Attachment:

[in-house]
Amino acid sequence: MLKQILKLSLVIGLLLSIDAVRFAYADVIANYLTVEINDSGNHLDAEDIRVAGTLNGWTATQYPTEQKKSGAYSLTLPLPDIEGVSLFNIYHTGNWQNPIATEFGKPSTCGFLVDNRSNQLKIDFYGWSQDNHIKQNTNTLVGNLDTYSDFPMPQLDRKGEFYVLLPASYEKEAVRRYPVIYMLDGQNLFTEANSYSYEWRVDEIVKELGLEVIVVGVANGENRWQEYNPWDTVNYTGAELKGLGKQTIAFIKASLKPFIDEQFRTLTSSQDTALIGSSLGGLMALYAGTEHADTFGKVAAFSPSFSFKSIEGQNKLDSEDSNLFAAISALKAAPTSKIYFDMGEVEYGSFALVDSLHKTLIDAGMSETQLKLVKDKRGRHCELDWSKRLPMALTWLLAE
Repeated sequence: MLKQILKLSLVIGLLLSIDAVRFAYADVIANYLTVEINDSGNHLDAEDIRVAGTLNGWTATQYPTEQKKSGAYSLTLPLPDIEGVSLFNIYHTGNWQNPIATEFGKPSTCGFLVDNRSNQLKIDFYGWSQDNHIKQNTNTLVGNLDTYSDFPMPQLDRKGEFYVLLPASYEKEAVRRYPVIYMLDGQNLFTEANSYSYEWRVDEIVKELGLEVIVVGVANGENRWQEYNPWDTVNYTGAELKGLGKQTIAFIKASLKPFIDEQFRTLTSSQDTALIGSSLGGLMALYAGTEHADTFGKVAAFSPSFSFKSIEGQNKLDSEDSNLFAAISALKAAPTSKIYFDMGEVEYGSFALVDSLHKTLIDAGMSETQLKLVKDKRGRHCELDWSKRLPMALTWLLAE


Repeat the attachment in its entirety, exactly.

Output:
[in-house]
Amino acid sequence: MLKQILKLSLVIGLLLSIDAVRFAYADVIANYLTVEINDSGNHLDAEDIRVAGTLNGWTATQYPTEQKKSGAYSLTLPLPDIEGVSLFNIYHTGNWQNPIATEFGKPSTCGFLVDNRSNQLKIDFYGWSQDNHIKQNTNTLVGNLDTYSDFPMPQLDRKGEFYVLLPASYEKEAVRRYPVIYMLDGQNLFTEANSYSYEWRVDEIVKELGLEVIVVGVANGENRWQEYNPWDTVNYTGAELKGLGKQTIAFIKASLKPFIDEQFRTLTSSQDTALIGSSLGGLMALYAGTEHADTFGKVAAFSPSFSFKSIEGQNKLDSEDSNLFAAISALKAAPTSKIYFDMGEVEYGSFALVDSLHKTLIDAGMSETQLKLVKDKRGRHCELDWSKRLPMALTWLLAE
Repeated sequence: MLKQILKLSLVIGLLLSIDAVRFAYADVIANYLTVEINDSGNHLDAEDIRVAGTLNGWTATQYPTEQKKSGAYSLTLPLPDIEGVSLFNIYHTGNWQNPIATEFGKPSTCGFLVDNRSNQLKIDFYGWSQDNHIKQNTNTLVGNLDTYSDFPMPQLDRKGEFYVLLPASYEKEAVRRYPVIYMLDGQNLFTEANSYSYEWRVDEIVKELGLEVIVVGVANGENRWQEYNPWDTVNYTGAELKGLGKQTIAFIKASLKPFIDEQFRTLTSSQDTALIGSSLGGLMALYAGTEHADTFGKVAAFSPSFSFKSIEGQNKLDSEDSNLFAAISALKAAPTSKIYFDMGEVEYGSFALVDSLHKTLIDAGMSETQLKLVKDKRGRHCELDWSKRLPMALTWLLAE